Nitrofurantoin52.00%34.62%22.22%p < 0.05 *37.68%
Ijerph 10 02412 g002 1024
Figure 2. Statistical analysis of antibiotic-resistant strains. (a) The distribution of drug-resistant strains. The abscissa represents the number of antibiotics against which the CNS strains were resistant. The ordinates show the ratio of such strains in the total number of samples. The distribution of antibiotic-resistant strains showed a lower frequency of strains with resistance to more than three antibiotics in the park samples compared with those from the metro and hospital; (b) Staphylococcus samples from the park were resistant to an average of 2.03 antibiotic types, which was significantly lower (Student’s t-test, p < 0.05) than those from the metro (mean, 2.64) and hospital (mean, 2.94).

Click here to enlarge figure

Figure 2. Statistical analysis of antibiotic-resistant strains. (a) The distribution of drug-resistant strains. The abscissa represents the number of antibiotics against which the CNS strains were resistant. The ordinates show the ratio of such strains in the total number of samples. The distribution of antibiotic-resistant strains showed a lower frequency of strains with resistance to more than three antibiotics in the park samples compared with those from the metro and hospital; (b) Staphylococcus samples from the park were resistant to an average of 2.03 antibiotic types, which was significantly lower (Student’s t-test, p < 0.05) than those from the metro (mean, 2.64) and hospital (mean, 2.94).
Ijerph 10 02412 g002 1024

3.3. Detection of Methicillin and Disinfectant Resistance Genes

Methicillin and disinfectant resistance genes were detected by PCR (Table 2) and the positive products were sequenced. The presence of both the qac and mecA genes in the park samples was significantly lower than samples from the metro stations and treatment rooms (χ2 test, p < 0.05). However, no significant difference was found between treatment rooms and metro stations.

Table Table 2. Results from the detection of methicillin and disinfectant resistance genes. The presence of the mecA and qac genes were both significantly lower in the park samples compared to those from the metro and hospital (p < 0.05).

Click here to display table

Table 2. Results from the detection of methicillin and disinfectant resistance genes. The presence of the mecA and qac genes were both significantly lower in the park samples compared to those from the metro and hospital (p < 0.05).
Gene/GroupMetro stationTreatment roomParkp value
n = 50n = 52n = 36
mecA1428.00%1019.23%25.56%p < 0.05
qac2040.00%1834.62%25.56%p < 0.05

3.4. Sequence Analysis of the Resistance Genes

The positive products of PCR were all sequenced. According to the BLAST result, the representative sequences were selected for further sequence analysis. The sequences were analyzed using Mega 5.0 and phylogenetic trees were constructed (Figure 3).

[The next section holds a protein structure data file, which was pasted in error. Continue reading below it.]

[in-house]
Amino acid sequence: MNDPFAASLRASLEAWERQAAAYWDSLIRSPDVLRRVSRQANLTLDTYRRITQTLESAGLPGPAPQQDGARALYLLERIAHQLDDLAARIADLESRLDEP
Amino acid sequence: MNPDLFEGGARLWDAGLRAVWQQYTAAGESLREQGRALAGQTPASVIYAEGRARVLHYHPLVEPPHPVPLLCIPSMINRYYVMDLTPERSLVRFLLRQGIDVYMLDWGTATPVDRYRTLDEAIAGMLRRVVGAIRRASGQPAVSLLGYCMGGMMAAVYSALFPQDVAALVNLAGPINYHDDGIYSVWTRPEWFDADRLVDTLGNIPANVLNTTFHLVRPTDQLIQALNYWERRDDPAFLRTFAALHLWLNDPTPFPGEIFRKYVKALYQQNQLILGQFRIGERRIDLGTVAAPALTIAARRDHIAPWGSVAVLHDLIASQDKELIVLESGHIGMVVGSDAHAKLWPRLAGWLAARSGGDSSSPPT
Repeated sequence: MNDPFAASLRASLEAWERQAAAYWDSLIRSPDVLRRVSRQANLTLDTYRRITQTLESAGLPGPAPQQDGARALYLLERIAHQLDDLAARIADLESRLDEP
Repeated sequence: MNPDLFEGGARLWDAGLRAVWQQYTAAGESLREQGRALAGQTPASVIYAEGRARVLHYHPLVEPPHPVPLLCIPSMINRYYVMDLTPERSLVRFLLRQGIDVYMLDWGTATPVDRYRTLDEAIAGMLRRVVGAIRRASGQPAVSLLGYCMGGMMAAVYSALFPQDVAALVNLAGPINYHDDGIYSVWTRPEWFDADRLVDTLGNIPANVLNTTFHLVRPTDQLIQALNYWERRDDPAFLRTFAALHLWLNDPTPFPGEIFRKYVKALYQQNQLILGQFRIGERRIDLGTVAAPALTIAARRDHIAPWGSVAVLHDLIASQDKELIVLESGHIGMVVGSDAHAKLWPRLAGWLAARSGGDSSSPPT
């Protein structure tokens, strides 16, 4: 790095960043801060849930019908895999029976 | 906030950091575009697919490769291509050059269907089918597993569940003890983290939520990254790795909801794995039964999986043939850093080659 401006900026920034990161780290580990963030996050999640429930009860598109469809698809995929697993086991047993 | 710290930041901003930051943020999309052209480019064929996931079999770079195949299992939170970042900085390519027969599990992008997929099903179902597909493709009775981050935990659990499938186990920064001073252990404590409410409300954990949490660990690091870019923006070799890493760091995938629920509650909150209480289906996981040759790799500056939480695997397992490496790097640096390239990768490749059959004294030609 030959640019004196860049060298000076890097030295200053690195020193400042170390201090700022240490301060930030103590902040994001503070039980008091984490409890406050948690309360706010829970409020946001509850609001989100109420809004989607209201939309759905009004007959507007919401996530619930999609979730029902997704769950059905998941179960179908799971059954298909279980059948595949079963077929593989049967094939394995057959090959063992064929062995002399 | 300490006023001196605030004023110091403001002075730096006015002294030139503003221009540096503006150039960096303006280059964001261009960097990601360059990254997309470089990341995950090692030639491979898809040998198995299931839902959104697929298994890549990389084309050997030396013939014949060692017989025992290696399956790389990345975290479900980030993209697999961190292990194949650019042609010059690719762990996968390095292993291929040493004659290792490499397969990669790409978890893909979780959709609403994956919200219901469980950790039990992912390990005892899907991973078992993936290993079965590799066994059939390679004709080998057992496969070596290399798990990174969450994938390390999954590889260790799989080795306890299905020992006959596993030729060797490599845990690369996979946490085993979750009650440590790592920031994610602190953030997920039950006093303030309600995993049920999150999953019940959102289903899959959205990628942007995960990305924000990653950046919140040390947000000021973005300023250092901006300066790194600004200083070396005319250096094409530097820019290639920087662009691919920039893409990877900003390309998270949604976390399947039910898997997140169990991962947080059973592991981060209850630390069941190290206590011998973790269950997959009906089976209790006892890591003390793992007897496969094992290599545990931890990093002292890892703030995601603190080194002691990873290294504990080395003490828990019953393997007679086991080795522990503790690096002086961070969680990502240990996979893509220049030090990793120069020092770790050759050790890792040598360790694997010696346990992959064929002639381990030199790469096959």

Ijerph 10 02412 g003 1024
Figure 3. Phylogenetic analysis of qac. High levels of variability were found in qac gene fragment sequences from metro stations and treatment rooms. Samples from the same group were more similar.

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Figure 3. Phylogenetic analysis of qac. High levels of variability were found in qac gene fragment sequences from metro stations and treatment rooms. Samples from the same group were more similar.
Ijerph 10 02412 g003 1024

The sequences of the mecA genes were shown to be highly conserved among the Staphylococcus strains identified in both metro stations and treatment rooms. BLAST analysis showed that mecA sequences had a higher rate of similarity and a lower aberration rate compared with reference sequences in GenBank, whereas the qac gene fragments were more variable. The phylogenetic tree showed that qac gene had nine phylogenetic clades (Figure 3). Furthermore, sequences from the hospital had a higher degree of similarity, although the hospitals were distributed throughout the city. Clades 3, 4, 7 and 9 mainly consisted of samples from the hospital, while samples from metro stations and parks were distributed separately.

3.5. Biofilm Detection

The semi-quantitative detection showed that the frequency of biofilm-positivity in metro station bacterial strains was 22.00%, which was higher than in strains isolated from hospitals (15.38%) and parks (16.67%) but not significantly different (χ2 test, p > 0.05). The samples and the control strains had different shapes under scanning electron microscopy (Figure 4(a–d)). The positive control strains shown in Figure 4a became agglomerated, and the adhesions between the Staphylococcus strains were strong. The negative control strains shown in Figure 4(b) remained separated from each other. Figure 4(c,d) show two samples. Similar agglomerates to those in Figure 4(a) (positive control strain) are observed in Figure 4(c), which means that the positive sample had a similar shape to the positive control strain. Semi-quantitative detection also showed that the sample was biofilm-positive. Figure 4(d) shows that the negative sample strains were separated from each other and few agglomerates could be observed under scanning electron microscopy.

Ijerph 10 02412 g004 1024
Figure 4. Electronic microscopy observations. The positive control strains A were shown to have agglomerated under scanning electronic microscopy. Similar results were found in the positive samples B. Both the negative control strains C and the negative samples D were separated from each other during scanning electronic microscopy.

Click here to enlarge figure

Figure 4. Electronic microscopy observations. The positive control strains A were shown to have agglomerated under scanning electronic microscopy. Similar results were found in the positive samples B. Both the negative control strains C and the negative samples D were separated from each other during scanning electronic microscopy.